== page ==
imitating art, but a visionary considers his art to be a new form of life. some of his works are 12 feet tall and all can walk. >> this is a strand beast. an intricate collection of pipes with plastic ties. designed to move, scoot across beaches, powered by the wind. strand beach means beach creature in dutch. >> you refer to them as animals. are these living things to you? >> can imagine them as animals. it's a game. after a while if you play a game long enough, it becomes real. >> he spent 25 years tinkering with the design and making them
more real and alive. they a peesh stoob a strange mix. spartan insect and part poers. the key to the movements is in the legs. >> go to the ground and give can't to the animals. that might be the reason why it looks like the movement of real animals's legs. species have been spotted in massachusetts. recently they made it a plaza in boston to cheers of delight. >> what is it that brings out the child in us when we see the objects? >> for a child, life is new. every experience is new. if you see something new, you forget you have grown up.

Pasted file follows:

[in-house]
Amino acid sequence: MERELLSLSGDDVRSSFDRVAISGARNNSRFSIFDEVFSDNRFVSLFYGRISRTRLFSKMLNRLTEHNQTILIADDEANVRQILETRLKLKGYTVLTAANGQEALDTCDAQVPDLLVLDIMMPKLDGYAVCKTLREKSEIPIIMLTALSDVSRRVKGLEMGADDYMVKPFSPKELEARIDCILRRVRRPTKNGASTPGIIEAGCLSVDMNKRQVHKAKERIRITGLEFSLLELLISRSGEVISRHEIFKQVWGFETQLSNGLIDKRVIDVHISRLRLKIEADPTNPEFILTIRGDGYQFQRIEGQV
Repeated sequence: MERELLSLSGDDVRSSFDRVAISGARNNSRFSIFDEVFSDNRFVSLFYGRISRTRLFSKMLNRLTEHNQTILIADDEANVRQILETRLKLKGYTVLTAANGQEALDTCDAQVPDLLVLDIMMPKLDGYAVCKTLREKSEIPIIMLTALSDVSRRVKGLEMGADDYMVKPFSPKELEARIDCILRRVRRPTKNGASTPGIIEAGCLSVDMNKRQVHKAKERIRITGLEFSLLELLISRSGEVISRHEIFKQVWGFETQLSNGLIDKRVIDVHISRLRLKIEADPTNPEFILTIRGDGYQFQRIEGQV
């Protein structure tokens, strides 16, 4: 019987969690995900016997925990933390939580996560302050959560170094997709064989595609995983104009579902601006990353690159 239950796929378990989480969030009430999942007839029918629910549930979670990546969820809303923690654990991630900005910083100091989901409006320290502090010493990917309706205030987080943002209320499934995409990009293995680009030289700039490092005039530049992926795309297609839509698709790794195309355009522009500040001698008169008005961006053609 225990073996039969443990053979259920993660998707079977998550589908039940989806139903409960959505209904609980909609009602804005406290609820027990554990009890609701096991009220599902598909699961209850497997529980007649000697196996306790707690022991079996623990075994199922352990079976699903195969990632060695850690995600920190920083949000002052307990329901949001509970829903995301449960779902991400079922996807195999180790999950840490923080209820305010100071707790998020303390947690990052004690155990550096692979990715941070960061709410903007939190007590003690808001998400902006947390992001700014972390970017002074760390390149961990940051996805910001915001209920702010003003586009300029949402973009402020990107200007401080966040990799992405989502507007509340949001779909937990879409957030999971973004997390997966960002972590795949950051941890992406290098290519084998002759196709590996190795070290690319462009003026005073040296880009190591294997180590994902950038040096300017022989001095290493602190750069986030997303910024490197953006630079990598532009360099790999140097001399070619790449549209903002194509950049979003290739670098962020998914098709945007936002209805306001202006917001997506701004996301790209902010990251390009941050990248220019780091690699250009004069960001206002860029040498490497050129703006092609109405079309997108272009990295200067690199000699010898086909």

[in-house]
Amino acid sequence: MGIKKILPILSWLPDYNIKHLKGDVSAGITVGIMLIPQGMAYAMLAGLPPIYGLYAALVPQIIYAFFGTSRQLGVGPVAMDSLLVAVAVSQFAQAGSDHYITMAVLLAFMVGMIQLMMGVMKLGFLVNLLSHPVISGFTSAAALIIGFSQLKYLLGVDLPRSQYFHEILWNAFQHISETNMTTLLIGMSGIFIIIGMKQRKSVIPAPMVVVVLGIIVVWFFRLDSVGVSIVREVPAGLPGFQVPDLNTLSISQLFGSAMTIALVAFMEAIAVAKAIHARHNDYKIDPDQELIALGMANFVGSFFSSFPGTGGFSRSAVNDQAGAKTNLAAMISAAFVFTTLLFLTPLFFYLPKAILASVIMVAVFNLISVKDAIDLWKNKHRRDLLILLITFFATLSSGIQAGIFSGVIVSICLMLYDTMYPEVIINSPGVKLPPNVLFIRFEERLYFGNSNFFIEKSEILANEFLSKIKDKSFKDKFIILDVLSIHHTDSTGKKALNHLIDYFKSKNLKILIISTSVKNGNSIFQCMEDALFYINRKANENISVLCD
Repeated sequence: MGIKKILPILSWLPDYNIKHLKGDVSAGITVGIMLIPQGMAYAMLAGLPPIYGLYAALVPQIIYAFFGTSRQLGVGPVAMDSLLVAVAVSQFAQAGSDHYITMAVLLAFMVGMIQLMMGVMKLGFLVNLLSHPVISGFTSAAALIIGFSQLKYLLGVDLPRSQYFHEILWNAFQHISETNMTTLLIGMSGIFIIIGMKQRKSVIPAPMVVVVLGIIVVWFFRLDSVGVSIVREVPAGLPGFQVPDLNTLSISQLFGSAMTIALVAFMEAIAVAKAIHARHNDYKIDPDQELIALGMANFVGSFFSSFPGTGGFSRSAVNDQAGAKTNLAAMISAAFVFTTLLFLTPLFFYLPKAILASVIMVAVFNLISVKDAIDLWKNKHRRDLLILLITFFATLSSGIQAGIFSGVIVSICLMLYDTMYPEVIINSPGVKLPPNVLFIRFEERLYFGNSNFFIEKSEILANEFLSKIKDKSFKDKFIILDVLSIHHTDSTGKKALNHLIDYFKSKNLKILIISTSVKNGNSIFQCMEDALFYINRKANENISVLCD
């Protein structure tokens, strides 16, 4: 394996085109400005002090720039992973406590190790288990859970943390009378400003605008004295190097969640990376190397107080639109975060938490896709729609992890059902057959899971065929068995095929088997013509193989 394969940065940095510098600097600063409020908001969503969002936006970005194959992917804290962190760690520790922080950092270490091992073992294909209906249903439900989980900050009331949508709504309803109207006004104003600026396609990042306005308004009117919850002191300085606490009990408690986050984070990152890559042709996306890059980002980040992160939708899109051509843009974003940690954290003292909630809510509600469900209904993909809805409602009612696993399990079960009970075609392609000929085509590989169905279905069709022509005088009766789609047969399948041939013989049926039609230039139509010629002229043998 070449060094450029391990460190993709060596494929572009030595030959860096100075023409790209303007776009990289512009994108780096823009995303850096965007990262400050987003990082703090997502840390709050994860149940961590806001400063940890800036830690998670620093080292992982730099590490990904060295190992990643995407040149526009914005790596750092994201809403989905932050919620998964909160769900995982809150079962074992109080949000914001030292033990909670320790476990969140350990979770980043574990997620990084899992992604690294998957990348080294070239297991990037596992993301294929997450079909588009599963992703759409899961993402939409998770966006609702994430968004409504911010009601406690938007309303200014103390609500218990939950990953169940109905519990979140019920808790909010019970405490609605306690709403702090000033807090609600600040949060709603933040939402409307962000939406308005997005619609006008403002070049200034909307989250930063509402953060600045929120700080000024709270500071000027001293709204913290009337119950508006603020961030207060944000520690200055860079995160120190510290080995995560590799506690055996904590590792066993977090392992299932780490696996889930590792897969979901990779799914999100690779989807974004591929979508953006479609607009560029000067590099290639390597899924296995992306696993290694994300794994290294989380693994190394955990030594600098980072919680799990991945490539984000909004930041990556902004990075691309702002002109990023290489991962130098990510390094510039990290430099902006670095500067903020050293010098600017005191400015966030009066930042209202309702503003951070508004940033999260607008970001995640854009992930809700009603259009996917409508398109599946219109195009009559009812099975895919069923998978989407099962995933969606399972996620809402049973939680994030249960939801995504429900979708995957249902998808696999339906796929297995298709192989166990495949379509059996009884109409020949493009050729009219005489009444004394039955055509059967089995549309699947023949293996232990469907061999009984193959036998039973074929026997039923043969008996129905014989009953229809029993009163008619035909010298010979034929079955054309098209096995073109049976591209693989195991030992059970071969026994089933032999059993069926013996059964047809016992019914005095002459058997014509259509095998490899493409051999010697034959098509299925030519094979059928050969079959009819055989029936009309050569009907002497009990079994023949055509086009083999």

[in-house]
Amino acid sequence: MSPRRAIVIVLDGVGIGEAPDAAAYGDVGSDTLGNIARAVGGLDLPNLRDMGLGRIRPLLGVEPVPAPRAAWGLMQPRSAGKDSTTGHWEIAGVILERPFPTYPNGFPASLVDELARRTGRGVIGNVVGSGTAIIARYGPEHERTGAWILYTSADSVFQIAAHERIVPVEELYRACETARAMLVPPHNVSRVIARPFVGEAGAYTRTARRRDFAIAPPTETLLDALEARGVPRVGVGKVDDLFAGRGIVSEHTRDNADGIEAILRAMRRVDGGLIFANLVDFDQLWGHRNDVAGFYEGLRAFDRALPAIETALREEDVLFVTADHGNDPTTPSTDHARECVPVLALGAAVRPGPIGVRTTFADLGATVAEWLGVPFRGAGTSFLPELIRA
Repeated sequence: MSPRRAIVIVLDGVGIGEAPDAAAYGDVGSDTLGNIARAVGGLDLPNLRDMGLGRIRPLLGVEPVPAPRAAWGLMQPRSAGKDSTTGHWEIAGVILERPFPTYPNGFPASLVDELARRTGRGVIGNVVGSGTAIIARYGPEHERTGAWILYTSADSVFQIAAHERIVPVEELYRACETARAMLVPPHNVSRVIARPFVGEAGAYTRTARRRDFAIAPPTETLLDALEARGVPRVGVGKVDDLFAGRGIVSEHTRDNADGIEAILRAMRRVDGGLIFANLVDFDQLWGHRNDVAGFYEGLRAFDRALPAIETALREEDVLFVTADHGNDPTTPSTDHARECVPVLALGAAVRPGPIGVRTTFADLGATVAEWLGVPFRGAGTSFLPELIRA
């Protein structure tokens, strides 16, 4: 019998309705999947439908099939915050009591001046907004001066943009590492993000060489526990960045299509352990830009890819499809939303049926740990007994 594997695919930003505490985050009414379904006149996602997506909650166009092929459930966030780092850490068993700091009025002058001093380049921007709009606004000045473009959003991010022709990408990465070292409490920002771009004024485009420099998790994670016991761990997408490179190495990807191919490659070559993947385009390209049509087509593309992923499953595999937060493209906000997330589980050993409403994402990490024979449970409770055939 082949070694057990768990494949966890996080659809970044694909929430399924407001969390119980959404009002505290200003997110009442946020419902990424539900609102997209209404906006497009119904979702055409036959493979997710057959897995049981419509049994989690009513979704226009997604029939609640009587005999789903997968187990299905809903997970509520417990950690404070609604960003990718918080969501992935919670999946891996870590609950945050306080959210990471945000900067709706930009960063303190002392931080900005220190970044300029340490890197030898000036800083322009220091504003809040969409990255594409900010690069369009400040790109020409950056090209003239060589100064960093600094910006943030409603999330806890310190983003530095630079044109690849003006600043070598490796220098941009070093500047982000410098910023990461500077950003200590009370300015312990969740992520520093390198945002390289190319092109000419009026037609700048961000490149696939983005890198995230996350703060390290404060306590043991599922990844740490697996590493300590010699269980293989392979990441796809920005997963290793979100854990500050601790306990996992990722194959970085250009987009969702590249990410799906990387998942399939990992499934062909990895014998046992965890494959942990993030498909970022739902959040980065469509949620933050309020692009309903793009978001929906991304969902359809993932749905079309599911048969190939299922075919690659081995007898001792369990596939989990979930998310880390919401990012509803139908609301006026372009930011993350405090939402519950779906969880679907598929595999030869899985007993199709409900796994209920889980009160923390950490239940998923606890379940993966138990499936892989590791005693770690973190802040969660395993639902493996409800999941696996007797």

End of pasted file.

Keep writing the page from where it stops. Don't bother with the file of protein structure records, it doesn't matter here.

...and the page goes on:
the child comes back. >> they were there for a talk he gave at the massachusetts institute of technology. the ability to move smoothly and effortlessly captured the imaginations of engineers and physicis physicists. the museum displays them in an interactionive exhibition. >> it reminds people of their own power. >> this is a person whose creativity doesn't respect the boundaries of this is art or science or story telling. it's an amalgam of all three. >> what is your ultimate hope that this will grow into? >> before i leave this planet, i would like to leave a new specimen on earth. these animals will live in the future. >> he is taking steps to make sure they continue even after he